The Porcelain Section of Topkapi Palace in Istanbul

The Porcelain Section of Topkapi Palace in Istanbul – Chapter 3

The Porcelain Section of Topkapi Palace in Istanbul – Chapter 3,

Today not even the most modern porcelain factory is capable of producing a transparent and colored glaze like that, which cannot be scratched with a diamond. The masters who made these left, taking their art and skills with them.
One room of the Porcelain Section is devoted to Japanese porcelain of the 17th and 18th centuries. The other rooms contain European porcelain. most from Vienna and Sevres. This was either bought or presented as gifts by European countries. The last room is devoted to Turkish glass and ceramics. Most of these beautiful works were made in the Ceramic and Glass Factory which was established in Beykoz in 1845. During the time of the Anatolian Seljuks, the art of ceramic making reached its height, and many of the monuments built at that time had their walls decorated with ceramic mosaics. Ceramic dishes and bowls were also made during this period. During the Ottoman period with the reign. of Yavuz Sultan Selim the Iznik ceramic factories began production of wall tiles, plates, vases and dinner services which became very popular. After the 18th century, the Iznik factories began to lose their fame, and the Kutahya and Canakkale ceramics factories began to gain importance. However, these factories never managed to develop the art of ceramic making any further. After the one in Beykoz, a Ceramic Factory was opened in the Yildiz (Star) Palace in 1893 and their products were equal to those made in Europe. Besides the glass produced at the factories at Beykoz and Yildiz the Porcelain Section contains porcelain dinner services, tea and coffee cups, tombacs, vases, rosewater bottles, nightingale’s eyes (narrow liqueur bottles decorated with coloured dots and tracery), stucco pipes covered ‘with silver and gold baked in the pipe bowl kilns in Galata, and coffee sets made there.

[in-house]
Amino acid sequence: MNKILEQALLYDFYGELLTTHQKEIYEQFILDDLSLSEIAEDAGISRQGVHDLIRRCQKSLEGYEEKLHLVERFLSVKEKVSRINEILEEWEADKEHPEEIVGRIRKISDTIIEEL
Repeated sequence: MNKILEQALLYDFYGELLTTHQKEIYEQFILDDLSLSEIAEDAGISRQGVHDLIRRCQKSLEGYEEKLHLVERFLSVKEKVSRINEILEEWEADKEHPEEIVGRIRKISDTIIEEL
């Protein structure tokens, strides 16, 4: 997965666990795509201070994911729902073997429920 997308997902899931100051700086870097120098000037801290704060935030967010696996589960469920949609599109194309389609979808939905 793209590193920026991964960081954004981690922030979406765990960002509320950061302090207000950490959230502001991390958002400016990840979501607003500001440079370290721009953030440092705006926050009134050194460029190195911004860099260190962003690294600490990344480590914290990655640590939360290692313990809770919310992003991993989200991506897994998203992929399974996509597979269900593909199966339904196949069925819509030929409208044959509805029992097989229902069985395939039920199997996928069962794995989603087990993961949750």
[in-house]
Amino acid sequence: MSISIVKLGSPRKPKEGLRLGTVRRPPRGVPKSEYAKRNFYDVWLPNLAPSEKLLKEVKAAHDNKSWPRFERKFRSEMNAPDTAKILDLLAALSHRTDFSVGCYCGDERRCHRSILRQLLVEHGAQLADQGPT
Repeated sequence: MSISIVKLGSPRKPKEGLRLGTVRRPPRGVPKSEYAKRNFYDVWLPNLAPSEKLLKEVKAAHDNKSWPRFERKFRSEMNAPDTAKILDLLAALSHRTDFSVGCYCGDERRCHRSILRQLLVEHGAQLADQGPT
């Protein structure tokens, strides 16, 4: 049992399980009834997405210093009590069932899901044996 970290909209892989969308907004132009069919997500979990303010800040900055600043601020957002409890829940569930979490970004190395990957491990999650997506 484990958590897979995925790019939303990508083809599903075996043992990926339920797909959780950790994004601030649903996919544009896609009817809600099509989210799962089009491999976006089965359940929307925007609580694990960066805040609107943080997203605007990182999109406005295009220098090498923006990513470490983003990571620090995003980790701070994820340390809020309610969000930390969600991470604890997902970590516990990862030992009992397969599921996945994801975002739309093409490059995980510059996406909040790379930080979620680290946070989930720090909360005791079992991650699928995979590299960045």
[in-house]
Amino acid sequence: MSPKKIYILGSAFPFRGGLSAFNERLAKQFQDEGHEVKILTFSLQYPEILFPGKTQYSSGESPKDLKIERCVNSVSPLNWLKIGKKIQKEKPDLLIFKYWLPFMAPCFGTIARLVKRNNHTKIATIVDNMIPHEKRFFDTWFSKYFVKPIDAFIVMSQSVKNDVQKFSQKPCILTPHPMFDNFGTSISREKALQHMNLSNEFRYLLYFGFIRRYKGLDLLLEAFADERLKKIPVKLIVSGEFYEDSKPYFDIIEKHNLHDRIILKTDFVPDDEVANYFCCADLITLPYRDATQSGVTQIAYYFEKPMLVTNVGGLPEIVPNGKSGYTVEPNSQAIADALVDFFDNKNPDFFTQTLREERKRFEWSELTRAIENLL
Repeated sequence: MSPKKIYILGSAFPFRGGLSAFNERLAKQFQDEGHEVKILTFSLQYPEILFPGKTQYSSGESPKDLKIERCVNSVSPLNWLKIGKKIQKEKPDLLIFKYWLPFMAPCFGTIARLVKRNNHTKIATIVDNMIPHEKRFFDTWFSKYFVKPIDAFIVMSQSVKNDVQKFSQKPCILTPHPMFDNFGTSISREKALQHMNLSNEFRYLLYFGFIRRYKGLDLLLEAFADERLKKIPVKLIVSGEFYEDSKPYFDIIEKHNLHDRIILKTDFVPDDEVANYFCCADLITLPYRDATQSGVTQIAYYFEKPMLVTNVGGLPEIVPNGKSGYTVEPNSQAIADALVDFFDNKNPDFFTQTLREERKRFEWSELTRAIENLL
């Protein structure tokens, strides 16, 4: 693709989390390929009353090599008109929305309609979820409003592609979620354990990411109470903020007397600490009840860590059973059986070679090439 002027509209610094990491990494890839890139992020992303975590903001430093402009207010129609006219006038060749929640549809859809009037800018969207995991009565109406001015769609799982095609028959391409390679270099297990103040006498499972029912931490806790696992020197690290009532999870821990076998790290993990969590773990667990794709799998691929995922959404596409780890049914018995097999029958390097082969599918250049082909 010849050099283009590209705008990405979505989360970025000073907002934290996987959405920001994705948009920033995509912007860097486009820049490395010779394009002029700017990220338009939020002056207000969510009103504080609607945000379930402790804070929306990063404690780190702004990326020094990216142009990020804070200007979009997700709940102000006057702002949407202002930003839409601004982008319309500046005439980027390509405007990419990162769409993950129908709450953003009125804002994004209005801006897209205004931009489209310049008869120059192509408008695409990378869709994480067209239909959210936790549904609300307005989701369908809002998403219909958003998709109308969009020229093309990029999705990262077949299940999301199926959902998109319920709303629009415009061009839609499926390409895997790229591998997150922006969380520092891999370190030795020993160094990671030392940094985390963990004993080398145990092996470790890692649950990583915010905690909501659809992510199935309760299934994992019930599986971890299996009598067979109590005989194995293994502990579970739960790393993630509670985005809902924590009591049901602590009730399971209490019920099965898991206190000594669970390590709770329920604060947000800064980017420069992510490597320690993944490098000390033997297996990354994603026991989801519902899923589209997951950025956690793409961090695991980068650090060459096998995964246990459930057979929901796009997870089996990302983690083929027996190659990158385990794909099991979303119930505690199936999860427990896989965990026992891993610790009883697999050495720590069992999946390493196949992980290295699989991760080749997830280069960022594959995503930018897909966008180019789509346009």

However, all eyes are on the Chinese porcelain exhibited in the 20 chimneyed and domed former kitchens of Topkapi Palace. Visitors are left spellbound by the Seladon ware which chimes when you touch it, by the dinner services in imperial yellow, the vases of all different heights and shapes, by this porcelain which covers a thousand years. Topkapi Palace Museum is proud and delighted to have such a collection, the biggest in the world. It was such a palace that the most valuable services for use by kings and sultans were used to give dinners to 5000 people and collected the richest porcelain treasury in the world.

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